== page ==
CISE Announce: President's FY2019 Budget Request
April 26, 2018
The message below was sent to the CISE Announce Listserv on Monday, February 12, 2018.
Dear CISE Community,
Each year, the President transmits to Congress a budget request for the Executive Branch of the Federal Government, including a request for the National Science Foundation (NSF). Today, the President officially submitted that request for fiscal year (FY) 2019, which begins October 1, 2018, and continues through September 30, 2019. The President’s FY 2019 Budget Request proposes $7.472 billion for NSF, which is flat with respect to the FY 2017 budget. Dr. France Córdova, the NSF Director, issued a statement about the President’s FY 2019 Budget request for NSF this afternoon: https://www.nsf.gov/news/news_summ.jsp?cntn_id=244509
The submission of the President’s Budget Request to Congress is just the beginning of the budget process for the coming fiscal year (FY 2019). As many of you know, the President proposes a budget, and Congress ultimately appropriates funds. Here is a high-level summary of where things stand:
- For our current fiscal year, FY 2018, NSF is currently operating on a Continuing Resolution, pending Congressional appropriations and Presidential signature for the full fiscal year.
- Last week, Congress passed and the President signed into law the Bipartisan Budget Act of 2018, which is likely to impact NSF’s FY 2018 and FY 2019 appropriations. This Act increased the level of spending allowed (the “budget cap”) for non-defense discretionary funding (which includes NSF) for FY 2018 as well as for FY 2019; that increase was relative to the FY 2017 budget. Congress is now working on FY 2018 appropriations, which would specify exactly how much NSF will receive for the full fiscal year.
- Once our FY 2018 budget is resolved, it will be on to FY 2019. The next phase of the FY 2019 budget process will be up to Congress, which must appropriate funding for all agencies including NSF.
Today’s FY 2019 Budget Request from the President positions NSF to sustain the critical investments that we make across a portfolio of programs supporting fundamental computer and information science and engineering (CISE) research, education, and research infrastructure. As part of these investments, NSF’s CISE directorate will continue to lead cross-cutting activities that support national priorities. For example, the FY 2019 Budget Request for NSF includes support for accelerating focused, cross-disciplinary efforts around two of NSF’s 10 Big Ideas for Future Investment (the Director previously announced the 10 Big Ideas in May 2016): Harnessing the Data Revolution for 21st-Century Science and Engineering (HDR); and the Future of Work at the Human-Technology Frontier (FW-HTF). These two Big Ideas are of particular interest to the CISE research community; CISE co-leads the HDR and FW-HTF Big Ideas within NSF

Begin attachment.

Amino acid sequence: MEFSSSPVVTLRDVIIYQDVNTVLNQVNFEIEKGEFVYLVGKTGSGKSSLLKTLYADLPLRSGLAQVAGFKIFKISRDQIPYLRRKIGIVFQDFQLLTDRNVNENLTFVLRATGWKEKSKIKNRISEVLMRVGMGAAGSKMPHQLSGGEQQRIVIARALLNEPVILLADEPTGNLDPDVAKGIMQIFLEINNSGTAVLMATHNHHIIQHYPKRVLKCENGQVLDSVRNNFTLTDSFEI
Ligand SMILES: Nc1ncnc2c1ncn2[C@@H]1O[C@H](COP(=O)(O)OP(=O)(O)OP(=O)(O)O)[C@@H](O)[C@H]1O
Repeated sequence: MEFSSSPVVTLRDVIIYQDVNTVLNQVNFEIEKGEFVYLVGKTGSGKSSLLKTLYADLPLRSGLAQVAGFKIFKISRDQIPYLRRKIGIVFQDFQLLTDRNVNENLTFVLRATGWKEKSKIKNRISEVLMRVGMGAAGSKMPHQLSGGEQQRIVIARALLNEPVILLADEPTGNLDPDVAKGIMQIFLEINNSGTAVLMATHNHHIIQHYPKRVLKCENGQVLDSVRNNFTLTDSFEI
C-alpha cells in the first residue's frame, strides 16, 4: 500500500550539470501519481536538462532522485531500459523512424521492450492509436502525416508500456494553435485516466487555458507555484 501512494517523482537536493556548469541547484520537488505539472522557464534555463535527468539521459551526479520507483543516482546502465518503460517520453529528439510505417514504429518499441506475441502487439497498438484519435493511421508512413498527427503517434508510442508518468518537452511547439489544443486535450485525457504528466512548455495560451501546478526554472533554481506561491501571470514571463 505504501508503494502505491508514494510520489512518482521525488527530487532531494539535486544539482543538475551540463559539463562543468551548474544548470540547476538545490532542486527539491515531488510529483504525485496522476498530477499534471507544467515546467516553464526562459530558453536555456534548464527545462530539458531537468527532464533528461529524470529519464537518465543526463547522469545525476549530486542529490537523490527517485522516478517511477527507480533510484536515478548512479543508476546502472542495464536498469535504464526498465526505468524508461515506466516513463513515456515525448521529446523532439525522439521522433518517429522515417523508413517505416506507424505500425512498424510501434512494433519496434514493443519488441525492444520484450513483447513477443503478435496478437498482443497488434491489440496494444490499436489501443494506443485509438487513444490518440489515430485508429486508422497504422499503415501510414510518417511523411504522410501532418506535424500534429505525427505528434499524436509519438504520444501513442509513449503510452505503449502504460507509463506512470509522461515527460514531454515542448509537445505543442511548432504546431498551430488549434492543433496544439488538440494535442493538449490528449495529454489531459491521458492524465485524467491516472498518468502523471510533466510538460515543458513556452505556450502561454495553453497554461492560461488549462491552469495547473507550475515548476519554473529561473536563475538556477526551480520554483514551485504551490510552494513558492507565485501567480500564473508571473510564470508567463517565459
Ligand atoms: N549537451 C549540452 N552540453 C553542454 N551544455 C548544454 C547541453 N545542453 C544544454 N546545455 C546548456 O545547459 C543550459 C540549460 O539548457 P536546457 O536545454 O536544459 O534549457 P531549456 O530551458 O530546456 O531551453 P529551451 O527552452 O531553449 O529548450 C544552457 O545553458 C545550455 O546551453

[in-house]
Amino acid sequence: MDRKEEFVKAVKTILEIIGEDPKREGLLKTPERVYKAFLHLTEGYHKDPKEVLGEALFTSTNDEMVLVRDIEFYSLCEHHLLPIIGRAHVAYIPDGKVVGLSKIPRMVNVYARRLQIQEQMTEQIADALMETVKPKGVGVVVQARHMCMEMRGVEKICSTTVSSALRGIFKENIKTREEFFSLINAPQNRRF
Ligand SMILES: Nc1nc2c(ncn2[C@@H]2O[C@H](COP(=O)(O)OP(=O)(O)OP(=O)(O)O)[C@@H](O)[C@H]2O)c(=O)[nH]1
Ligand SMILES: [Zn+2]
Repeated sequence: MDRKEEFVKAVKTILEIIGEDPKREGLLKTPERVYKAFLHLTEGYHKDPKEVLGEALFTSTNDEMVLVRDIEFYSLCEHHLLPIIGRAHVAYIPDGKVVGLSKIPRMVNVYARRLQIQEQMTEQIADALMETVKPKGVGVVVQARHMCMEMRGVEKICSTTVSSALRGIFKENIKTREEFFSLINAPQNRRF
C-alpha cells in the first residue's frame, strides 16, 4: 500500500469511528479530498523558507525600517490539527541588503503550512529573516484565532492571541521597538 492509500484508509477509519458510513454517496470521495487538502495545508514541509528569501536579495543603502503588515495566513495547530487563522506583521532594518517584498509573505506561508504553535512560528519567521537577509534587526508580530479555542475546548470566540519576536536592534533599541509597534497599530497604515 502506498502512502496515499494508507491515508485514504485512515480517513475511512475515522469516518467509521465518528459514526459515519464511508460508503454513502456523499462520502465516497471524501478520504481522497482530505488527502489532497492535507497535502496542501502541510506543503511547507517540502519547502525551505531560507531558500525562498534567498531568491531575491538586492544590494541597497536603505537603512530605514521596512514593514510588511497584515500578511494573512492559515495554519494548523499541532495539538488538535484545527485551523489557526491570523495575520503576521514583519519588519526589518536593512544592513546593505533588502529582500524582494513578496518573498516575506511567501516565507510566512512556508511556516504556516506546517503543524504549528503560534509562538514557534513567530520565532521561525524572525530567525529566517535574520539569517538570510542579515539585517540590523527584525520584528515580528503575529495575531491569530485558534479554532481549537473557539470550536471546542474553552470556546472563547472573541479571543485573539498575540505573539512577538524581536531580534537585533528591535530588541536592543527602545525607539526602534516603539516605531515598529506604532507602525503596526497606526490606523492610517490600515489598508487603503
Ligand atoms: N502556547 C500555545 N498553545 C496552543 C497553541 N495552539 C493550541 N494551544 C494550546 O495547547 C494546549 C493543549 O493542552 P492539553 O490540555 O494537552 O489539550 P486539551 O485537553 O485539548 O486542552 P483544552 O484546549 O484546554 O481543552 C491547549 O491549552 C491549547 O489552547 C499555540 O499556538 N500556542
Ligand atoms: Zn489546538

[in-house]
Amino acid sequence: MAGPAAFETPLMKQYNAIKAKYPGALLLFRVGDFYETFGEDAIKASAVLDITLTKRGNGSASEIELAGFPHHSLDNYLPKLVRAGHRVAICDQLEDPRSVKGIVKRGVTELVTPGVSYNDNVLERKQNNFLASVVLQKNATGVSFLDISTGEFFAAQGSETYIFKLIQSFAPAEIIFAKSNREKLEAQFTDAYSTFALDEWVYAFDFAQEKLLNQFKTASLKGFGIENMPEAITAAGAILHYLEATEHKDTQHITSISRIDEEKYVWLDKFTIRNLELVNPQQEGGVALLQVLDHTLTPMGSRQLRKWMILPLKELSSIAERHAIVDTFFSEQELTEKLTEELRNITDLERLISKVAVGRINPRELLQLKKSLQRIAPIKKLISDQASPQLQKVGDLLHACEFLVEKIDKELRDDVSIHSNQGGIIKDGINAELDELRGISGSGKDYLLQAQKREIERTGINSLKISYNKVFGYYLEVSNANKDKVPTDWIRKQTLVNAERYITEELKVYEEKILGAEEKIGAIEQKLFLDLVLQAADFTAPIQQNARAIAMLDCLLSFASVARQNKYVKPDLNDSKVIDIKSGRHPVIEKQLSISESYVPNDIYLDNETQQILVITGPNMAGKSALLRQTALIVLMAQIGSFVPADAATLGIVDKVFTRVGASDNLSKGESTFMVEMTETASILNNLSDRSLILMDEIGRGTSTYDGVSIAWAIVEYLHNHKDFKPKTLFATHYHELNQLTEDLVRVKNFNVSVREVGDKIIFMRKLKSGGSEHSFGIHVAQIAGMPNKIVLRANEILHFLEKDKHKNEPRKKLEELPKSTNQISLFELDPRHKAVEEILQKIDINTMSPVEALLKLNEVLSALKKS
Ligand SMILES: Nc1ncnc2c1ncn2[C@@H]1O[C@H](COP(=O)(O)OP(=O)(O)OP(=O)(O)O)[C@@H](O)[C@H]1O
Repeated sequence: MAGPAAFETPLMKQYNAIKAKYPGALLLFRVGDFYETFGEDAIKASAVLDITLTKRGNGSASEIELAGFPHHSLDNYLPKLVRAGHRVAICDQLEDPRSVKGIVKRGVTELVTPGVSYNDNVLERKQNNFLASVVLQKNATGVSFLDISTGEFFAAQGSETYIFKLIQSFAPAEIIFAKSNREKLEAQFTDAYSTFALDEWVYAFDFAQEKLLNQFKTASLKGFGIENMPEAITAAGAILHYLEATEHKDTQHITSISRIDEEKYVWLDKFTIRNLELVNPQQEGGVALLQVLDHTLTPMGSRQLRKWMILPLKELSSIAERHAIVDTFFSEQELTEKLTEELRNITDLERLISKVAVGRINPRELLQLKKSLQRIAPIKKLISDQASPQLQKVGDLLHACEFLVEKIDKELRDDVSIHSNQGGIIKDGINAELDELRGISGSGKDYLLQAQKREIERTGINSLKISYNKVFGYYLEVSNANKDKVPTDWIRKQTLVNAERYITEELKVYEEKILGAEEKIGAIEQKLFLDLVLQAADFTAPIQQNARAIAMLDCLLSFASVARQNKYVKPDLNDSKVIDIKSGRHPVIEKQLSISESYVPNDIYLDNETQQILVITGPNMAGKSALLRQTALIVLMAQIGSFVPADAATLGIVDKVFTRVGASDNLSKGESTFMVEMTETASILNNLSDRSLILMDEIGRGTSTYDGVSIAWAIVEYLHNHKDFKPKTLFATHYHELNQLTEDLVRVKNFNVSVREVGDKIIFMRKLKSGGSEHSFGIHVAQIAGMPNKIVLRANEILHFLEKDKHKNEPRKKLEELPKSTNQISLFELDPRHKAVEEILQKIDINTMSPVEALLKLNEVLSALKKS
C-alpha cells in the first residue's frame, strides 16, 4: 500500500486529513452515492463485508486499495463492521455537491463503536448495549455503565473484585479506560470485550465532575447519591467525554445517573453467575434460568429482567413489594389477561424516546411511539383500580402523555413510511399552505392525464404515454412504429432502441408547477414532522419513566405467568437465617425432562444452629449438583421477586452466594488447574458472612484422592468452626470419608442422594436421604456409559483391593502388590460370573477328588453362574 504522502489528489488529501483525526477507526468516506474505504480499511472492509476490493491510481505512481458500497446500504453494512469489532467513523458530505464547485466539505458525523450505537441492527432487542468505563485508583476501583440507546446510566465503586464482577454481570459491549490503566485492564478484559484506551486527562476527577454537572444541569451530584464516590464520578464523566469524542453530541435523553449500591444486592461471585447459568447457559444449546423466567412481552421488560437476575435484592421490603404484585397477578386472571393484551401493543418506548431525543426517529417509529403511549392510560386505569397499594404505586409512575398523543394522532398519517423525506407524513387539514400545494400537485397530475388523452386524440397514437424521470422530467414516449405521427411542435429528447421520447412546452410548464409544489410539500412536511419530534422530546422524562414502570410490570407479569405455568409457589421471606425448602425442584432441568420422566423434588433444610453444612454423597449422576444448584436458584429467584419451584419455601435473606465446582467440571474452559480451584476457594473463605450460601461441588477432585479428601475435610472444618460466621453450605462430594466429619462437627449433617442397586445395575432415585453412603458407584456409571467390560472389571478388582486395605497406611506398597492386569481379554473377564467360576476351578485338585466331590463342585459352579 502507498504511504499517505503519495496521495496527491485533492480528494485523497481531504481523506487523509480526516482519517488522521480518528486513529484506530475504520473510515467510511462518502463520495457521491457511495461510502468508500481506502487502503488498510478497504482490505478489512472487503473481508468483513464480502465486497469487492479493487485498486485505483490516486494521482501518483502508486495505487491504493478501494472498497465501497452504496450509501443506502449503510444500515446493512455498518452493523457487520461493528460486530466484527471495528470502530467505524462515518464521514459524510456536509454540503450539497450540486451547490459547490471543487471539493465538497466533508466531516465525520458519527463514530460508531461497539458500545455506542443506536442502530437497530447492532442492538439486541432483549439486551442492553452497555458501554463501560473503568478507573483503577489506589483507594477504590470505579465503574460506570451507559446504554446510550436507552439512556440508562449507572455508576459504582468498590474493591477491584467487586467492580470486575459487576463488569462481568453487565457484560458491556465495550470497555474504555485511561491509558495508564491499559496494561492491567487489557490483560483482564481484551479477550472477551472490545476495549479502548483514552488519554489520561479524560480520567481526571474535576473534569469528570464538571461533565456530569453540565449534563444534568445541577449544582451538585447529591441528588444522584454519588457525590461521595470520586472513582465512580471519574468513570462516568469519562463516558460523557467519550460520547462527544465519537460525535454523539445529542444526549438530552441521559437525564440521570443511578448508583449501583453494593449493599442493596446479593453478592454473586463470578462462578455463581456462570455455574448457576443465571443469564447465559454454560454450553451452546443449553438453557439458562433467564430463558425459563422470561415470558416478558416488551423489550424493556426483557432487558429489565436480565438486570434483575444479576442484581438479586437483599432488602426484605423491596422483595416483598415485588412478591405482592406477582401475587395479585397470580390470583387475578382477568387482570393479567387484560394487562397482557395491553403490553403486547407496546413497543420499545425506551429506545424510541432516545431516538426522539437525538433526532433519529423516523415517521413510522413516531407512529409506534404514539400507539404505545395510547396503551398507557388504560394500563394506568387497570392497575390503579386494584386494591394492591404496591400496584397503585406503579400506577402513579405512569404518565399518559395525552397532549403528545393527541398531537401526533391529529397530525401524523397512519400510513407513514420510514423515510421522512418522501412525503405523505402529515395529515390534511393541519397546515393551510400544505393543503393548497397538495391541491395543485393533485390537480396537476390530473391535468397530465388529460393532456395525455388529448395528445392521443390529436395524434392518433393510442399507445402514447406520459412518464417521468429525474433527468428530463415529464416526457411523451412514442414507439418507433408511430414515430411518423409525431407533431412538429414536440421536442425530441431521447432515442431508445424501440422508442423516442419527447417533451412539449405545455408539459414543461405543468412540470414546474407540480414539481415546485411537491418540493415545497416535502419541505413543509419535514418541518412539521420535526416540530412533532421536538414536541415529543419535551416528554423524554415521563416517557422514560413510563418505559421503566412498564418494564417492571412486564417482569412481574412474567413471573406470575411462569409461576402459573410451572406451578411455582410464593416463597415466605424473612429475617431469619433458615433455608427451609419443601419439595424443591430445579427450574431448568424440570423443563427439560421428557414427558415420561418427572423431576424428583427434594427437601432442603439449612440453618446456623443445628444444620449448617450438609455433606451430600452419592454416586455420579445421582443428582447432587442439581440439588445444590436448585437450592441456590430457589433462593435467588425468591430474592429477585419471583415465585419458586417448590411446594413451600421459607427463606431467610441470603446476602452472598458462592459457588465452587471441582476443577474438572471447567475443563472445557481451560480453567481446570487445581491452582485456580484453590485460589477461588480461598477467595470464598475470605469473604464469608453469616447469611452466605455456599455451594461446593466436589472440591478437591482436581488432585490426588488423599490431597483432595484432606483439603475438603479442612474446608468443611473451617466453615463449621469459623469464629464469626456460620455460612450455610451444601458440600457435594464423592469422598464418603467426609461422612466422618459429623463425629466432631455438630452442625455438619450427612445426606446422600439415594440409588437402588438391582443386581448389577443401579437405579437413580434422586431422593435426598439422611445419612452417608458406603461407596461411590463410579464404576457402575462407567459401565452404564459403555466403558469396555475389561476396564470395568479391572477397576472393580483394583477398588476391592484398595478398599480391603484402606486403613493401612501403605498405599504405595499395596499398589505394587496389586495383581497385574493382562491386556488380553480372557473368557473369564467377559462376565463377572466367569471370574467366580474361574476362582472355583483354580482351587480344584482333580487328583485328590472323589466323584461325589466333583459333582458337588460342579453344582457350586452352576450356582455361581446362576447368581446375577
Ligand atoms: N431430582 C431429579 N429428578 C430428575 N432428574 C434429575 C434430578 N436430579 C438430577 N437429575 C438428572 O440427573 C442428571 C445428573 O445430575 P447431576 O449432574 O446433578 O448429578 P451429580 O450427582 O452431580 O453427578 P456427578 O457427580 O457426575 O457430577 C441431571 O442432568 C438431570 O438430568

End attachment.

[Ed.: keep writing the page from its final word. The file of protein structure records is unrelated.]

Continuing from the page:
More information about the President’s FY 2019 Budget Request for NSF is posted at: https://www.nsf.gov/about/budget/fy2019/index.jsp
For many decades now, investments in CISE research, education, and research infrastructure have returned exceptional dividends to our Nation – driving economic growth and competitiveness. Working together, and working in new and emerging areas, we can ensure that our work continues to profoundly impact the world in which we live. We invite you to continue to work with us to develop the discoveries and discoverers that will transform our society in the decades ahead.
Jim and Erwin
Jim Kurose, Assistant Director (AD) of NSF for CISE
Erwin Gianchandani, Deputy AD of NSF for CISE
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The U.S. National Science Foundation propels the nation forward by advancing fundamental research in all fields of science and engineering. NSF supports research and people by providing facilities, instruments and funding to support their ingenuity and sustain the U.S. as a global leader in research and innovation. With a fiscal year 2021 budget of $8.5 billion, NSF funds reach all 50 states through grants to nearly 2,000 colleges, universities and institutions. Each year, NSF receives more than 40,000 competitive proposals and makes about 11,000 new awards. Those awards include support for cooperative research with industry, Arctic and Antarctic research and operations, and U.S. participation in international scientific efforts.